That’s “good morning” in Nupe
The relationship between Jovago founder Marek Zmysłowski and the Nigerian tech community has gotten so unhealthy that, when I discovered that I’d enjoyed reading his new book “Chasing Black Unicorns”, I wasn’t sure what to feel.
Marek’s insistence on telling his side of nearly every story tends to rub his co-actors the wrong way, but even they would agree that there’s no better way to control a narrative.
Marek wrote about mostly the good parts of doing business in Africa, but he also didn’t hide the bad and the ugly.
Criticism hurts, but when it’s coming from “outside”, it hurts differently.
We were reminded of this when American tech journalist Alex Kantrowitz wrote an exposé on Andela that elicited strong reactions.
Alex zeroed in on a BBC article that claimed that the company’s developers earned one-third of the fees from international clients, a claim that developers have disputed. He also highlighted the growing gap
between the talent company and its founding principles.
Now, Alex isn’t the first person to write on this, it’s just that whenever criticism is coming from “outside”, you know the rest…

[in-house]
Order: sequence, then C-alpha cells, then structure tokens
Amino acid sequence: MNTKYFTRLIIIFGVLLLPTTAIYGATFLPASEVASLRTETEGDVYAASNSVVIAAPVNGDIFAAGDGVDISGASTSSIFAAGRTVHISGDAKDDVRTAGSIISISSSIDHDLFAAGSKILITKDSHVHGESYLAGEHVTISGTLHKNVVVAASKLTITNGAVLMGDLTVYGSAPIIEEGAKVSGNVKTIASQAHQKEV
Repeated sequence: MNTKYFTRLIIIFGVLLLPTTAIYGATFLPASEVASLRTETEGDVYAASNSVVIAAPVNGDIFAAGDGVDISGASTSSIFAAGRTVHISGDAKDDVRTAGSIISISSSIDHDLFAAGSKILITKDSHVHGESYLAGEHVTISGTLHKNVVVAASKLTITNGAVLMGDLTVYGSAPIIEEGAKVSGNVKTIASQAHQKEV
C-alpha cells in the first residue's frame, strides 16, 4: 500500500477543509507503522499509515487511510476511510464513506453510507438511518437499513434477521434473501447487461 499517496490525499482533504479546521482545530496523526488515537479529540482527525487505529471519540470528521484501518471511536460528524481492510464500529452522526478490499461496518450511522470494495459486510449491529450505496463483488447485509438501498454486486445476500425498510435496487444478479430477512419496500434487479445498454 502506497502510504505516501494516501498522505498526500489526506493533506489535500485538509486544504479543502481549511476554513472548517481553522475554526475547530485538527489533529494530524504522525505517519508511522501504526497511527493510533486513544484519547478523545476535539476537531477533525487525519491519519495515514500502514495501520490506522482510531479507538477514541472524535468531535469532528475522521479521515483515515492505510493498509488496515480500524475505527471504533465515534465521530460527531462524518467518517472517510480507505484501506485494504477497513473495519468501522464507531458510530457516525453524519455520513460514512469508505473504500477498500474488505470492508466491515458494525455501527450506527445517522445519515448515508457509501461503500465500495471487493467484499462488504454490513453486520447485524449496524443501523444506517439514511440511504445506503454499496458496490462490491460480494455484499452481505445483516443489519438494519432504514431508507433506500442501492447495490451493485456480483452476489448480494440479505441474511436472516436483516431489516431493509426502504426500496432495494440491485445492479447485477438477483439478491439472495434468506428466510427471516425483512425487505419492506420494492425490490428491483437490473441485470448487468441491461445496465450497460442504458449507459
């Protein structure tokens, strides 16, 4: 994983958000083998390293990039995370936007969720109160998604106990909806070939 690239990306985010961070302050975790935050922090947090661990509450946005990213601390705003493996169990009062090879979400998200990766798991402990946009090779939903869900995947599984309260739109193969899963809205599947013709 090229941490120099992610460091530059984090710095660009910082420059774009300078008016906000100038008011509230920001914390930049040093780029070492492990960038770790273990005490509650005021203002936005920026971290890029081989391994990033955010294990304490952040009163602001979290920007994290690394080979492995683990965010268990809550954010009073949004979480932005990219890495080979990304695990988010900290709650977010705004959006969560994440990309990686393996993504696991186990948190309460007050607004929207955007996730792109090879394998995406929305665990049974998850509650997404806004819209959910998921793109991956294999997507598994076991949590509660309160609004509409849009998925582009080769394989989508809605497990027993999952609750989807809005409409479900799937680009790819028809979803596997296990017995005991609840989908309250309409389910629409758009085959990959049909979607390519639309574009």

Battle of narratives
There’s no better way to counter a narrative than with a narrative of your own.
In his book, Marek repeatedly referred to IrokoTV’s founder Jason Njoku as “Jackson” and accused him of being a hypocrite. Jason has responded to Marek’s criticism in the past with criticism of his own.
In responding to Alex’s piece, Andela co-founder Iyin Aboyeji repeated his promise to write a book to tell his side of the story.
You see, no person, country or organization is perfect, but if constant improvement is the goal, then negative feedback must be considered, no matter the source.
However, if that source happens to own a megaphone, you cannot win a battle of narratives without owning one yourself.